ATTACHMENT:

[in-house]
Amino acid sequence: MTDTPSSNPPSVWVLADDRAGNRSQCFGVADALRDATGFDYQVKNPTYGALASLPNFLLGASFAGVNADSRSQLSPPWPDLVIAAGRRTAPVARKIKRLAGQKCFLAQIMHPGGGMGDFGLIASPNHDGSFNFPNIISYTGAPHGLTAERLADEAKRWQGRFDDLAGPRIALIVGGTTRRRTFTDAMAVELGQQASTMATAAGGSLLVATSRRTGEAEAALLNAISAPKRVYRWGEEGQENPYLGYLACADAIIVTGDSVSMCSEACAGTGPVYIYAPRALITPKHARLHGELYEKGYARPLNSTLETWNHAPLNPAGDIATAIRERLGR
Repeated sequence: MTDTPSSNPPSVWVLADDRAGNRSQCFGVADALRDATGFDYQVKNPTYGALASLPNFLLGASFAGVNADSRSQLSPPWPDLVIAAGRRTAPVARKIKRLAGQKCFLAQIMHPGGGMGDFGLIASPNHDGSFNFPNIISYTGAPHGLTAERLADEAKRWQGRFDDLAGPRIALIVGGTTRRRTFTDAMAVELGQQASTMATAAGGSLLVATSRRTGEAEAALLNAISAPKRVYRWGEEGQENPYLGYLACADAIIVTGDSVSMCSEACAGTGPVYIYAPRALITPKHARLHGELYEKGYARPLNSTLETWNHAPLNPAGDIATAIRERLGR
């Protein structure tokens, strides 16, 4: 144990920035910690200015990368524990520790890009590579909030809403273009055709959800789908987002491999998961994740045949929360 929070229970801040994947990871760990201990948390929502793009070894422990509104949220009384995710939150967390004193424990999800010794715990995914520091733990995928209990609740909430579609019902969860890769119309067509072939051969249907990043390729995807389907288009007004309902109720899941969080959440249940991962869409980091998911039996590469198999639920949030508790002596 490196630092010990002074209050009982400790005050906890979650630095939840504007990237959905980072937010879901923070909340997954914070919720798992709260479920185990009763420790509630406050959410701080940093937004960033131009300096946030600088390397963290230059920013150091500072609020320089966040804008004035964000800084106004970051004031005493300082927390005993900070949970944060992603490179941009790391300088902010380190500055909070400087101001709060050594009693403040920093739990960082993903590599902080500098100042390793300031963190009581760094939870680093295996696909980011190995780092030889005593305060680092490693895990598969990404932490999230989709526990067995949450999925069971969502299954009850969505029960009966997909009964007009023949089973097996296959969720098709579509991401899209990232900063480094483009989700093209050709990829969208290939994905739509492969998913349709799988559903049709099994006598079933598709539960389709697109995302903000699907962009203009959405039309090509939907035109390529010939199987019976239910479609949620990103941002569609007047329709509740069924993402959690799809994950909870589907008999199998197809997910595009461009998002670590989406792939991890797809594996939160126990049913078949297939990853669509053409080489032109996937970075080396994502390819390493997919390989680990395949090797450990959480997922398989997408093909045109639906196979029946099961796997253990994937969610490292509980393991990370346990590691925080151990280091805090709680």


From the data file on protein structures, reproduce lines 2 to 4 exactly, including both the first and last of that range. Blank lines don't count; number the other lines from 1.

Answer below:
Amino acid sequence: MTDTPSSNPPSVWVLADDRAGNRSQCFGVADALRDATGFDYQVKNPTYGALASLPNFLLGASFAGVNADSRSQLSPPWPDLVIAAGRRTAPVARKIKRLAGQKCFLAQIMHPGGGMGDFGLIASPNHDGSFNFPNIISYTGAPHGLTAERLADEAKRWQGRFDDLAGPRIALIVGGTTRRRTFTDAMAVELGQQASTMATAAGGSLLVATSRRTGEAEAALLNAISAPKRVYRWGEEGQENPYLGYLACADAIIVTGDSVSMCSEACAGTGPVYIYAPRALITPKHARLHGELYEKGYARPLNSTLETWNHAPLNPAGDIATAIRERLGR
Repeated sequence: MTDTPSSNPPSVWVLADDRAGNRSQCFGVADALRDATGFDYQVKNPTYGALASLPNFLLGASFAGVNADSRSQLSPPWPDLVIAAGRRTAPVARKIKRLAGQKCFLAQIMHPGGGMGDFGLIASPNHDGSFNFPNIISYTGAPHGLTAERLADEAKRWQGRFDDLAGPRIALIVGGTTRRRTFTDAMAVELGQQASTMATAAGGSLLVATSRRTGEAEAALLNAISAPKRVYRWGEEGQENPYLGYLACADAIIVTGDSVSMCSEACAGTGPVYIYAPRALITPKHARLHGELYEKGYARPLNSTLETWNHAPLNPAGDIATAIRERLGR
């Protein structure tokens, strides 16, 4: 144990920035910690200015990368524990520790890009590579909030809403273009055709959800789908987002491999998961994740045949929360 929070229970801040994947990871760990201990948390929502793009070894422990509104949220009384995710939150967390004193424990999800010794715990995914520091733990995928209990609740909430579609019902969860890769119309067509072939051969249907990043390729995807389907288009007004309902109720899941969080959440249940991962869409980091998911039996590469198999639920949030508790002596 490196630092010990002074209050009982400790005050906890979650630095939840504007990237959905980072937010879901923070909340997954914070919720798992709260479920185990009763420790509630406050959410701080940093937004960033131009300096946030600088390397963290230059920013150091500072609020320089966040804008004035964000800084106004970051004031005493300082927390005993900070949970944060992603490179941009790391300088902010380190500055909070400087101001709060050594009693403040920093739990960082993903590599902080500098100042390793300031963190009581760094939870680093295996696909980011190995780092030889005593305060680092490693895990598969990404932490999230989709526990067995949450999925069971969502299954009850969505029960009966997909009964007009023949089973097996296959969720098709579509991401899209990232900063480094483009989700093209050709990829969208290939994905739509492969998913349709799988559903049709099994006598079933598709539960389709697109995302903000699907962009203009959405039309090509939907035109390529010939199987019976239910479609949620990103941002569609007047329709509740069924993402959690799809994950909870589907008999199998197809997910595009461009998002670590989406792939991890797809594996939160126990049913078949297939990853669509053409080489032109996937970075080396994502390819390493997919390989680990395949090797450990959480997922398989997408093909045109639906196979029946099961796997253990994937969610490292509980393991990370346990590691925080151990280091805090709680």